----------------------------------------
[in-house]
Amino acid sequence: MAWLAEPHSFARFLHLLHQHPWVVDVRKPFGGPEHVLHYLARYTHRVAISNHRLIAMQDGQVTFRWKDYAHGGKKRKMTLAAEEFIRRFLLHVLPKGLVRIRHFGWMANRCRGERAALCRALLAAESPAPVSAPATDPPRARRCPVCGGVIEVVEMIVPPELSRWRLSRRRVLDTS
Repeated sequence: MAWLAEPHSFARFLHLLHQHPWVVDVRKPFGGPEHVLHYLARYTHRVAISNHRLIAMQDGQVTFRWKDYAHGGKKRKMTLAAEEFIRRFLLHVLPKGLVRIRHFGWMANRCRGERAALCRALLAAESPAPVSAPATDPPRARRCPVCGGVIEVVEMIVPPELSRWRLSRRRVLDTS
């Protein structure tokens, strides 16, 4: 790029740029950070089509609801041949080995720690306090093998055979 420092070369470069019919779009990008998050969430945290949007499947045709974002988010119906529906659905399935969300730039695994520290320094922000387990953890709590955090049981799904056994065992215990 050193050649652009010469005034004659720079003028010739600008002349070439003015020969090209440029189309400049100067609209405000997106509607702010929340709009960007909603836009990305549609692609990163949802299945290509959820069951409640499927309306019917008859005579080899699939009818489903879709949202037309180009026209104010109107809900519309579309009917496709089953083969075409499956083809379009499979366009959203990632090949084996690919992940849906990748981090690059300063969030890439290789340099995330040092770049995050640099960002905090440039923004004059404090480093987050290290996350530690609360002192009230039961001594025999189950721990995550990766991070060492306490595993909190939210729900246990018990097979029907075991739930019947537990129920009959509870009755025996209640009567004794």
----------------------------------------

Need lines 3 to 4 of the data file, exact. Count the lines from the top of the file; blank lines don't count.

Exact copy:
Repeated sequence: MAWLAEPHSFARFLHLLHQHPWVVDVRKPFGGPEHVLHYLARYTHRVAISNHRLIAMQDGQVTFRWKDYAHGGKKRKMTLAAEEFIRRFLLHVLPKGLVRIRHFGWMANRCRGERAALCRALLAAESPAPVSAPATDPPRARRCPVCGGVIEVVEMIVPPELSRWRLSRRRVLDTS
């Protein structure tokens, strides 16, 4: 790029740029950070089509609801041949080995720690306090093998055979 420092070369470069019919779009990008998050969430945290949007499947045709974002988010119906529906659905399935969300730039695994520290320094922000387990953890709590955090049981799904056994065992215990 050193050649652009010469005034004659720079003028010739600008002349070439003015020969090209440029189309400049100067609209405000997106509607702010929340709009960007909603836009990305549609692609990163949802299945290509959820069951409640499927309306019917008859005579080899699939009818489903879709949202037309180009026209104010109107809900519309579309009917496709089953083969075409499956083809379009499979366009959203990632090949084996690919992940849906990748981090690059300063969030890439290789340099995330040092770049995050640099960002905090440039923004004059404090480093987050290290996350530690609360002192009230039961001594025999189950721990995550990766991070060492306490595993909190939210729900246990018990097979029907075991739930019947537990129920009959509870009755025996209640009567004794």